Item description for Jerusalem in Bible and Archaeology: The First Temple Period (Symposium Series (Society of Biblical Literature)) by Andrew G. Vaughn...
What are archaeologists and biblical scholars saying about Jerusalem? This volume includes the most up-to-date cross-disciplinary assessment of Biblical Jerusalem (ca. 2000-586 BCE) that represents the views of biblical historians, archaeologists, Assyriologists, and Egyptologists. The archaeological articles both summarize and critique previous theories as well as present previously unpublished archaeological data regarding the highly contested interpretations of First Temple Period Jerusalem. The interpretative essays ask the question, "Can there be any dialogue between archaeologists and biblical scholars in the absence of consensus?" The essays give a clear "yes" to this question, and provide suggestions for how archaeology and biblical studies can and should be in conversation. The contributors include Yairah Amit, Jane M. Cahill, Israel Finkelstein, Richard Elliot Friedman, Hillel Geva, James K. Hoffmeier, Ann E. Killebrew, Gary N. Knoppers, Gunnar Lehmann, Ronny Reich and Eli Shukron, J. J. M. Roberts, William M. Schniedewind, Neil Asher Silberman, Margreet Steiner, Lynn Tatum, David Ussishkin, Andrew G. Vaughn, and K. Lawson Younger, Jr. This book will appeal to advanced scholars, nonspecialists in biblical studies, and lay audiences who are interested in the most recent theories on Jerusalem. The volume will be especially useful as a supplemental textbook for graduate and undergraduate courses on biblical history.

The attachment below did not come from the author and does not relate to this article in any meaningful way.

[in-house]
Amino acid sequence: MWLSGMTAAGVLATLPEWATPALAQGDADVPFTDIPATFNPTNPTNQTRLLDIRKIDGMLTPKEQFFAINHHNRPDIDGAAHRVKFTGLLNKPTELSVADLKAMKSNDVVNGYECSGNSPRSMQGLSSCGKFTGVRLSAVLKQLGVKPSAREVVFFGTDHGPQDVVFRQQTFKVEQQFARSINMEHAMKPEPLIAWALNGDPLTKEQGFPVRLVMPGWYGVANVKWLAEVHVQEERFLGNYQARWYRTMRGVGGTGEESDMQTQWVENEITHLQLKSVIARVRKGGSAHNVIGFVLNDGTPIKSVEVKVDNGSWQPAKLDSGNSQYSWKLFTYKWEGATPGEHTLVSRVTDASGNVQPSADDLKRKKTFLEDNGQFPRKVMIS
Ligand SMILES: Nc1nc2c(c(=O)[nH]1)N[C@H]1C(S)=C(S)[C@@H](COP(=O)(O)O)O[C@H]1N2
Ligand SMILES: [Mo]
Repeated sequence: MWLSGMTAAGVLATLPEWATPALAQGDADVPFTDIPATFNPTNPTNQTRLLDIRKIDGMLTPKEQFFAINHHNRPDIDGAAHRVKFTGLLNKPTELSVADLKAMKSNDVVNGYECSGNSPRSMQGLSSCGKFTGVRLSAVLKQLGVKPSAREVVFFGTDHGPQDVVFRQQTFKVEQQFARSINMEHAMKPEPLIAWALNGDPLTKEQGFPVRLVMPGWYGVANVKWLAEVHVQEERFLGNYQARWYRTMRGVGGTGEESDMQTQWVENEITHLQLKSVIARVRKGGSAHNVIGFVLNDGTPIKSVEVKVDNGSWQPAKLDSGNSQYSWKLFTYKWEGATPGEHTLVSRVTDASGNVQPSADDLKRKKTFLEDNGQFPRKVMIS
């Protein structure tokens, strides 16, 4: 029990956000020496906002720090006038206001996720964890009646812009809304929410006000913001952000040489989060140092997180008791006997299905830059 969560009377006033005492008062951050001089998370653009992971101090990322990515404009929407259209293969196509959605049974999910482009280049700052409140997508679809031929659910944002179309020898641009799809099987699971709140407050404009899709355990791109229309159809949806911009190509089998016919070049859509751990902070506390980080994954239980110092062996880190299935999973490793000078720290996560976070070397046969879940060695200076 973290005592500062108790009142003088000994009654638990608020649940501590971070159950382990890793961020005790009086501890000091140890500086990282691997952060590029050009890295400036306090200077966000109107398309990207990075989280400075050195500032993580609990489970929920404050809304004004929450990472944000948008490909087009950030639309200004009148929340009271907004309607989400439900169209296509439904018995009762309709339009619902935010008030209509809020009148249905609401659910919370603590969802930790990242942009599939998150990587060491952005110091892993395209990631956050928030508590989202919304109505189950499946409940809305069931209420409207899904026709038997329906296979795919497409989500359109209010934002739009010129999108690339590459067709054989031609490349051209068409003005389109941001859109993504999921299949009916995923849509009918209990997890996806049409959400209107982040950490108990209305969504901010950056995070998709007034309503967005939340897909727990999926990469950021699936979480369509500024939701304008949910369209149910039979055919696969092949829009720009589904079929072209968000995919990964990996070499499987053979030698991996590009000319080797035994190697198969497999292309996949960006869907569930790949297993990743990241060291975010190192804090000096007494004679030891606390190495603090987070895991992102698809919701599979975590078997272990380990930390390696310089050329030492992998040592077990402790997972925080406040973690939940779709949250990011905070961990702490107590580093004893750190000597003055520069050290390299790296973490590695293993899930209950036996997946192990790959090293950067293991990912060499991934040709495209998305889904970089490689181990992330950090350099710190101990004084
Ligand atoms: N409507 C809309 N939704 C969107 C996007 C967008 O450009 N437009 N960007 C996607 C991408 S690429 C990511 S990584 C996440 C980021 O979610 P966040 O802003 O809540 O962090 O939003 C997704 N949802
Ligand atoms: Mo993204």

Promise Angels is dedicated to bringing you great books at great prices. Whether you read for entertainment, to learn, or for literacy - you will find what you want at promiseangels.com!
Reviews - What do customers think about Jerusalem in Bible and Archaeology: The First Temple Period (Symposium Series (Society of Biblical Literature))?
Biblical Studies and Archaeology Aug 5, 2005
This symposium provides the reader with a breadth of opinion on the archaeological evidence and interpretation in Jerusalem. The editors have brought together the work of biblical scholars and archaeologists with diverse opinions about how to interpret archaeology and the relation of findings to biblical texts. Authors deal with Jerusalem from the Bronze Age through the end of the first temple period. Not a text I would recommend to the novice. Some basic understanding of major archaeological features of the city and Hebrew Bible, especially (1 Samuel thru 2 Chronicles) are required.